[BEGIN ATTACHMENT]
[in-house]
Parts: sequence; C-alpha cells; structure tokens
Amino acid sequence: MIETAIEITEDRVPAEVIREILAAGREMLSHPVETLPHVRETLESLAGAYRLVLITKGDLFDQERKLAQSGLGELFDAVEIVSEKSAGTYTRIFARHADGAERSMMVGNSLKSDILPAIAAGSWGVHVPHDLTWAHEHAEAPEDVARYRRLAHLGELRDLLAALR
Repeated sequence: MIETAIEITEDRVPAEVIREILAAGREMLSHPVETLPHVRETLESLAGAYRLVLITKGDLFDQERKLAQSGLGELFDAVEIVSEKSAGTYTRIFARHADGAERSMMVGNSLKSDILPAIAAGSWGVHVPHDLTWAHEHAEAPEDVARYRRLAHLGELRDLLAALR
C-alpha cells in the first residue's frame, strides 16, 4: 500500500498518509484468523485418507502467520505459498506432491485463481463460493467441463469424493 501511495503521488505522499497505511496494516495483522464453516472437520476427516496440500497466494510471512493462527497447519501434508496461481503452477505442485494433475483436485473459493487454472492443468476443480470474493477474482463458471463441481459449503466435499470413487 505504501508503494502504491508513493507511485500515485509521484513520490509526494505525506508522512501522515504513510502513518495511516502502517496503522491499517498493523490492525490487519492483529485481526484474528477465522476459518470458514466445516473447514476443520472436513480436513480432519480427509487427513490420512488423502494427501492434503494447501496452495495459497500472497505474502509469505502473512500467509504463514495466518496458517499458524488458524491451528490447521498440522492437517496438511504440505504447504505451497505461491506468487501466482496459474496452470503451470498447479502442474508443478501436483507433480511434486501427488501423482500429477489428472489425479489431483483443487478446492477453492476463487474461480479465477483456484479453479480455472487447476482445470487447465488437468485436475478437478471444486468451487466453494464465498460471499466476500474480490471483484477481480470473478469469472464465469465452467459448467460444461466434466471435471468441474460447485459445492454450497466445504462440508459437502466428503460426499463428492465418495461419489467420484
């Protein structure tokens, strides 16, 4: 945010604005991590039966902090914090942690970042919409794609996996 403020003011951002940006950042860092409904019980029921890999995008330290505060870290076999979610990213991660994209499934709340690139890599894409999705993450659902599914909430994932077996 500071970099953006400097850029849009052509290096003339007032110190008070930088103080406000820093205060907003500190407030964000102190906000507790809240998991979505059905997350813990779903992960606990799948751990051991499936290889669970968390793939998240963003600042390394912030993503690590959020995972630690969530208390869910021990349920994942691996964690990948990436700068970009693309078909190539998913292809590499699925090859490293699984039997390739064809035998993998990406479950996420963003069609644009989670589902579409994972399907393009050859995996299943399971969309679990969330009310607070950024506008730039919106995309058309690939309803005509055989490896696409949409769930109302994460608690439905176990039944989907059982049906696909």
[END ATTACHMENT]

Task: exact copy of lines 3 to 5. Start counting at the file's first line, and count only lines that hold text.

Amino acid sequence: MIETAIEITEDRVPAEVIREILAAGREMLSHPVETLPHVRETLESLAGAYRLVLITKGDLFDQERKLAQSGLGELFDAVEIVSEKSAGTYTRIFARHADGAERSMMVGNSLKSDILPAIAAGSWGVHVPHDLTWAHEHAEAPEDVARYRRLAHLGELRDLLAALR
Repeated sequence: MIETAIEITEDRVPAEVIREILAAGREMLSHPVETLPHVRETLESLAGAYRLVLITKGDLFDQERKLAQSGLGELFDAVEIVSEKSAGTYTRIFARHADGAERSMMVGNSLKSDILPAIAAGSWGVHVPHDLTWAHEHAEAPEDVARYRRLAHLGELRDLLAALR
C-alpha cells in the first residue's frame, strides 16, 4: 500500500498518509484468523485418507502467520505459498506432491485463481463460493467441463469424493 501511495503521488505522499497505511496494516495483522464453516472437520476427516496440500497466494510471512493462527497447519501434508496461481503452477505442485494433475483436485473459493487454472492443468476443480470474493477474482463458471463441481459449503466435499470413487 505504501508503494502504491508513493507511485500515485509521484513520490509526494505525506508522512501522515504513510502513518495511516502502517496503522491499517498493523490492525490487519492483529485481526484474528477465522476459518470458514466445516473447514476443520472436513480436513480432519480427509487427513490420512488423502494427501492434503494447501496452495495459497500472497505474502509469505502473512500467509504463514495466518496458517499458524488458524491451528490447521498440522492437517496438511504440505504447504505451497505461491506468487501466482496459474496452470503451470498447479502442474508443478501436483507433480511434486501427488501423482500429477489428472489425479489431483483443487478446492477453492476463487474461480479465477483456484479453479480455472487447476482445470487447465488437468485436475478437478471444486468451487466453494464465498460471499466476500474480490471483484477481480470473478469469472464465469465452467459448467460444461466434466471435471468441474460447485459445492454450497466445504462440508459437502466428503460426499463428492465418495461419489467420484